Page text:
Missouri, with your cavalry as far to the front as possible. Your concentration of Camden would be easy, and your line of retreat toward Shreveport would be secured. The cavalry would find an abundant supply of grain between Tulup and Princeton, and in that vicinity, and the line of march on which the enemy would be likely to advance would be exhausted before him. Supplies, I think, can be obtained in the vicinity of Camden, for the subsistence of the troops. These suggestions require your immediate attention. Taylor will draw in and concentrate his command in the Red River Valley, and, when the enemy advances, a concentration will be made, and he will be met with our whole disposable force. This cannot be done till the enemy moves and develops his plan. The distances are so great that he must be committed before we concentrate. He is too far off for us to reach him, and, should the concentration be made before he moves, he may remain on the defensive, and the abandonment of one section have been made fruitlessly, from our inability to reach the enemy after concentrating.
I am, general, your obedient servant,
E. KIRBY SMITH,
HEADQUARTERS DISTRICT OF ARKANSAS,
Arkadelphia, October 7, 1863.
Major General STERLING PRICE,
GENERAL: The lieutenant-general directs me to inform you that no orders were given to General Fagan conflicting with the marching orders given to him, to which you refer in your letter of the 6th, but in consequence of the orders relating to his taking command of all Arkansas volunteer troops, he was necessarily detained here a day or two by the permission of the general commanding, of which fact General Fagan should have informed you. It was may impression that a copy of the order was made out, relieving General McRae from duty with his command, and sent you. I know hat it is ordered that they should be sent you without delay, and, as you desire, a copy is now sent you.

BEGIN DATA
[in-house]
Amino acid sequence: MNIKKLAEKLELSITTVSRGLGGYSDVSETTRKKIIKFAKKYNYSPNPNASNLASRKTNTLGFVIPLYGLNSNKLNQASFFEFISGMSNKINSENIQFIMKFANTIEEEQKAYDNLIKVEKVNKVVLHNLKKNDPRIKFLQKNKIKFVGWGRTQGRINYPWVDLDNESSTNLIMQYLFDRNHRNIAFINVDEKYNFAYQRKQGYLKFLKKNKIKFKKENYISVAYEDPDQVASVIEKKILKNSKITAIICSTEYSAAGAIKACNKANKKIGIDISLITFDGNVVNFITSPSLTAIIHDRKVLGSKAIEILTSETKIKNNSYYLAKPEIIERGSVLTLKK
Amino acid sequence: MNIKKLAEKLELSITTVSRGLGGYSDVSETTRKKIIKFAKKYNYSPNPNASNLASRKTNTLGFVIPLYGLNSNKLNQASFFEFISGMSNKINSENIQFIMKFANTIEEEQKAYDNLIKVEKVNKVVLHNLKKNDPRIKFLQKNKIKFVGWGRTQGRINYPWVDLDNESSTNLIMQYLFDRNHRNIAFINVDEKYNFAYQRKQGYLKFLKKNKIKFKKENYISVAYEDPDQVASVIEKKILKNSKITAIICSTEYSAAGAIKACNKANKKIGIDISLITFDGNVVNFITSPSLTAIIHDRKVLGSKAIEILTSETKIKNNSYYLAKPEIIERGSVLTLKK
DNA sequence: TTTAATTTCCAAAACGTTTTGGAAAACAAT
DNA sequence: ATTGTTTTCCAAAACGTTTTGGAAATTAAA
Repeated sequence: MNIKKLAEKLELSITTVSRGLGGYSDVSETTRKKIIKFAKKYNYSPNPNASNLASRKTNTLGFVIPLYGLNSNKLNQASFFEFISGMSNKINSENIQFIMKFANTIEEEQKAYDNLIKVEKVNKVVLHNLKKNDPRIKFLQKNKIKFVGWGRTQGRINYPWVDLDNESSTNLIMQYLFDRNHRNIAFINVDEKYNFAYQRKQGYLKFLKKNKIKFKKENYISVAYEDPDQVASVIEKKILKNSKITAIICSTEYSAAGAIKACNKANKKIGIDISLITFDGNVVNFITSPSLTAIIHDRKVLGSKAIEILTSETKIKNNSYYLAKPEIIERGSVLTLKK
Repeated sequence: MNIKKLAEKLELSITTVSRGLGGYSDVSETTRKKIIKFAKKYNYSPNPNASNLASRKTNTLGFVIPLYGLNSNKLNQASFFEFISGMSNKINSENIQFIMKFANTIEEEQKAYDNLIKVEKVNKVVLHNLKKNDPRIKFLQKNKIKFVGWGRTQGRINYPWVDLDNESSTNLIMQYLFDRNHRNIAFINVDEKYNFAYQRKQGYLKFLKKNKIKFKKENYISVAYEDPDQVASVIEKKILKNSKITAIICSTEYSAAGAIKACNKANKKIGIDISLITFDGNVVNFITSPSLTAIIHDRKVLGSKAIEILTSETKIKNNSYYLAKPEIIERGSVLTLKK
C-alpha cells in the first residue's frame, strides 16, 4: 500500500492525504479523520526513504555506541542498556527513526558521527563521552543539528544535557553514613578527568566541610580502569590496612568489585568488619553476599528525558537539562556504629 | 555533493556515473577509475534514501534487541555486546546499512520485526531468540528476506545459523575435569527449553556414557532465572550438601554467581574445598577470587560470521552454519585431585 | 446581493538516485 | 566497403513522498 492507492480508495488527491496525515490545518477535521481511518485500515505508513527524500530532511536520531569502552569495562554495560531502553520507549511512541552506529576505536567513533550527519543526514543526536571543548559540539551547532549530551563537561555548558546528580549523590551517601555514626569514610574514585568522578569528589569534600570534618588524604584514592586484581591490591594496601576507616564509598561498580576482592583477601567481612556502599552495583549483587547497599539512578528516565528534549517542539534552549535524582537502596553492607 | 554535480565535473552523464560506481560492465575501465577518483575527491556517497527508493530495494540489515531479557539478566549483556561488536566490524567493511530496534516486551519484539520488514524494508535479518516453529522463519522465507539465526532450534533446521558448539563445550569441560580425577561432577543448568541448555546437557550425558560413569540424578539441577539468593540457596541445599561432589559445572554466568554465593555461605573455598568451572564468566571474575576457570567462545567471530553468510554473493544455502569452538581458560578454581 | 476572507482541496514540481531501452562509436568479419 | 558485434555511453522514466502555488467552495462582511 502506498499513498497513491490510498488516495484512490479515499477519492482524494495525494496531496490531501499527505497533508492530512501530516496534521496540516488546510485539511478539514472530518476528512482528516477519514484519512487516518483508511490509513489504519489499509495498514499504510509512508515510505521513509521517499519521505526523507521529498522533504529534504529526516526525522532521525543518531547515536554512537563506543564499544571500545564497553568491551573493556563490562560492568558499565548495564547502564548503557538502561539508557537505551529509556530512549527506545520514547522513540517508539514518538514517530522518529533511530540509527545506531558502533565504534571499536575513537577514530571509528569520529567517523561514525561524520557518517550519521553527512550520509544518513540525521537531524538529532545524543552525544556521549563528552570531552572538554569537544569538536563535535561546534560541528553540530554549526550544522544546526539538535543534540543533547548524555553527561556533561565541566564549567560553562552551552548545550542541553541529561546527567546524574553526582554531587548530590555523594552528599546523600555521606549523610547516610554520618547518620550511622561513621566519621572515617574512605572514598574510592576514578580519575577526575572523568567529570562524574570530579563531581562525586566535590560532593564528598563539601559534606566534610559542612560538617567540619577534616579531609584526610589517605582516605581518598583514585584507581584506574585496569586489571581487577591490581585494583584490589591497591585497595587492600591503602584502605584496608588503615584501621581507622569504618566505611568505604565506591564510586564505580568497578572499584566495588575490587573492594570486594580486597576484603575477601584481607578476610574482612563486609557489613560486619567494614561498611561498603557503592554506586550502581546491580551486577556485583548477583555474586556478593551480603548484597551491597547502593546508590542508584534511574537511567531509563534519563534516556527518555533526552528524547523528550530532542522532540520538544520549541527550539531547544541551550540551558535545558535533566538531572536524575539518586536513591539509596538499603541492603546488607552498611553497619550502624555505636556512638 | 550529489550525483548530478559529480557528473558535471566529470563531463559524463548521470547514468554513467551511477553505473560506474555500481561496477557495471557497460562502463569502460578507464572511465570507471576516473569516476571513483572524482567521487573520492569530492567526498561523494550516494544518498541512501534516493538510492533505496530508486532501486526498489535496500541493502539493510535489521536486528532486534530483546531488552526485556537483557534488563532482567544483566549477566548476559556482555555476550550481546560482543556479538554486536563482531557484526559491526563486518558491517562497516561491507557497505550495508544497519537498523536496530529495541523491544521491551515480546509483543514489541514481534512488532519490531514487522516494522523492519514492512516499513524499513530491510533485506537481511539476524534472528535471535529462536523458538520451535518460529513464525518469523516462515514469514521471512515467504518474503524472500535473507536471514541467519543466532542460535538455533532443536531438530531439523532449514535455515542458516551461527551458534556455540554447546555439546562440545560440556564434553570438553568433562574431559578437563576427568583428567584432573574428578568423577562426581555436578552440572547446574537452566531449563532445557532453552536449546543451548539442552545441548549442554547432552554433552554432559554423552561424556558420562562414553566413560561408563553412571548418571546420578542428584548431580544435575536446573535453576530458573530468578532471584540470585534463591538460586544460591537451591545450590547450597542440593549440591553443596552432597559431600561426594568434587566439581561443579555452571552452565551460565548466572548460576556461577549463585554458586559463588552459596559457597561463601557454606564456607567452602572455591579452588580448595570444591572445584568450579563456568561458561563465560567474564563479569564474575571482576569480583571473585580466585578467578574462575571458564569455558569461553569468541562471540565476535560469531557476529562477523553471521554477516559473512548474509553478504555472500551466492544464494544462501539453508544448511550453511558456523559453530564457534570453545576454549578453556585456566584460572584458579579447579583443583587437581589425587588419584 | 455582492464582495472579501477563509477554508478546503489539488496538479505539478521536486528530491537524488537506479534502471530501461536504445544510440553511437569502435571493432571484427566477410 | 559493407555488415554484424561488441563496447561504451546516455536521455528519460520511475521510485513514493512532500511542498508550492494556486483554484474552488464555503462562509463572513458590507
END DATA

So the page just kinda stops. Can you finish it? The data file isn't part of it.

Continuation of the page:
I am, very respectfully,
GEO. A. GALLAGHER,
Major and Assistant Adjutant-General.
SHREVEPORT, October 8, 1863.
Colonel R. W. JOHNSON:
MY DEAR COLONEL: I receive your letter of the 5th this morning. I was then on the eve of writing you. The order for the impressment of negroes came from district headquarters. Only 500 were asked for the work at Fulton, and I can conceive of no necessity for calling for more than one-fourth of the able-bodied made hands in that section of country to meet the demand. Colonel [S. S.] Anderson has written you, inclosing his letters to the district commander and the post quartermaster at Washington, [Ark.] The call for three-fourths of the hands was onerous and excessive; it shall be changed. If you desire the entire exemption of your negro force, and will make the request, stating your reasons, I will give it my immediate attention. To make an exception